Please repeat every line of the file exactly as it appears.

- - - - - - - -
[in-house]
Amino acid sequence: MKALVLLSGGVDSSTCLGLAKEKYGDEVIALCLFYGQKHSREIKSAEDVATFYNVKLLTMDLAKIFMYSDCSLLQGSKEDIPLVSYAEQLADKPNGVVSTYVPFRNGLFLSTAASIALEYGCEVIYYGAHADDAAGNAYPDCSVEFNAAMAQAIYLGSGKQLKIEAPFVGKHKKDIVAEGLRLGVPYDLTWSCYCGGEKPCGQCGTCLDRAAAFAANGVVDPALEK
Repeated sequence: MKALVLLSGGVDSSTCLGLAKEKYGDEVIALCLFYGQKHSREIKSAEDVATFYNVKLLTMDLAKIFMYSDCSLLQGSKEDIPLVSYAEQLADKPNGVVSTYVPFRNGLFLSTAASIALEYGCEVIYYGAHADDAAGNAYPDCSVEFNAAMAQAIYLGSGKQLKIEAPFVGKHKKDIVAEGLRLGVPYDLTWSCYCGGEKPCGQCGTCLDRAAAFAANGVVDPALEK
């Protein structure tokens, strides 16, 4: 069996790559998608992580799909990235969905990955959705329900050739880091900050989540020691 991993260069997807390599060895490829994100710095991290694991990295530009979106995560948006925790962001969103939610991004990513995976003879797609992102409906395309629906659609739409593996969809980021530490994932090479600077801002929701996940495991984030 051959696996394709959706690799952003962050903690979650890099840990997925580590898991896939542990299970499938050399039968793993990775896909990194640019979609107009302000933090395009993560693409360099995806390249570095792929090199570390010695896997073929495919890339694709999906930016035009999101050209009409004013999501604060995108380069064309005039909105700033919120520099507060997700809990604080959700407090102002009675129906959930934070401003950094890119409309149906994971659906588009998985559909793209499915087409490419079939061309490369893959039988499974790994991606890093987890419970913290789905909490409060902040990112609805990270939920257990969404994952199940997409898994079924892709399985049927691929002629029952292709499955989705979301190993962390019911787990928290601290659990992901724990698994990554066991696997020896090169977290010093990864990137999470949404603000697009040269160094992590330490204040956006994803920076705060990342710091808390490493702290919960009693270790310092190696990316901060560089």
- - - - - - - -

[in-house]
Amino acid sequence: MKALVLLSGGVDSSTCLGLAKEKYGDEVIALCLFYGQKHSREIKSAEDVATFYNVKLLTMDLAKIFMYSDCSLLQGSKEDIPLVSYAEQLADKPNGVVSTYVPFRNGLFLSTAASIALEYGCEVIYYGAHADDAAGNAYPDCSVEFNAAMAQAIYLGSGKQLKIEAPFVGKHKKDIVAEGLRLGVPYDLTWSCYCGGEKPCGQCGTCLDRAAAFAANGVVDPALEK
Repeated sequence: MKALVLLSGGVDSSTCLGLAKEKYGDEVIALCLFYGQKHSREIKSAEDVATFYNVKLLTMDLAKIFMYSDCSLLQGSKEDIPLVSYAEQLADKPNGVVSTYVPFRNGLFLSTAASIALEYGCEVIYYGAHADDAAGNAYPDCSVEFNAAMAQAIYLGSGKQLKIEAPFVGKHKKDIVAEGLRLGVPYDLTWSCYCGGEKPCGQCGTCLDRAAAFAANGVVDPALEK
């Protein structure tokens, strides 16, 4: 069996790559998608992580799909990235969905990955959705329900050739880091900050989540020691 991993260069997807390599060895490829994100710095991290694991990295530009979106995560948006925790962001969103939610991004990513995976003879797609992102409906395309629906659609739409593996969809980021530490994932090479600077801002929701996940495991984030 051959696996394709959706690799952003962050903690979650890099840990997925580590898991896939542990299970499938050399039968793993990775896909990194640019979609107009302000933090395009993560693409360099995806390249570095792929090199570390010695896997073929495919890339694709999906930016035009999101050209009409004013999501604060995108380069064309005039909105700033919120520099507060997700809990604080959700407090102002009675129906959930934070401003950094890119409309149906994971659906588009998985559909793209499915087409490419079939061309490369893959039988499974790994991606890093987890419970913290789905909490409060902040990112609805990270939920257990969404994952199940997409898994079924892709399985049927691929002629029952292709499955989705979301190993962390019911787990928290601290659990992901724990698994990554066991696997020896090169977290010093990864990137999470949404603000697009040269160094992590330490204040956006994803920076705060990342710091808390490493702290919960009693270790310092190696990316901060560089």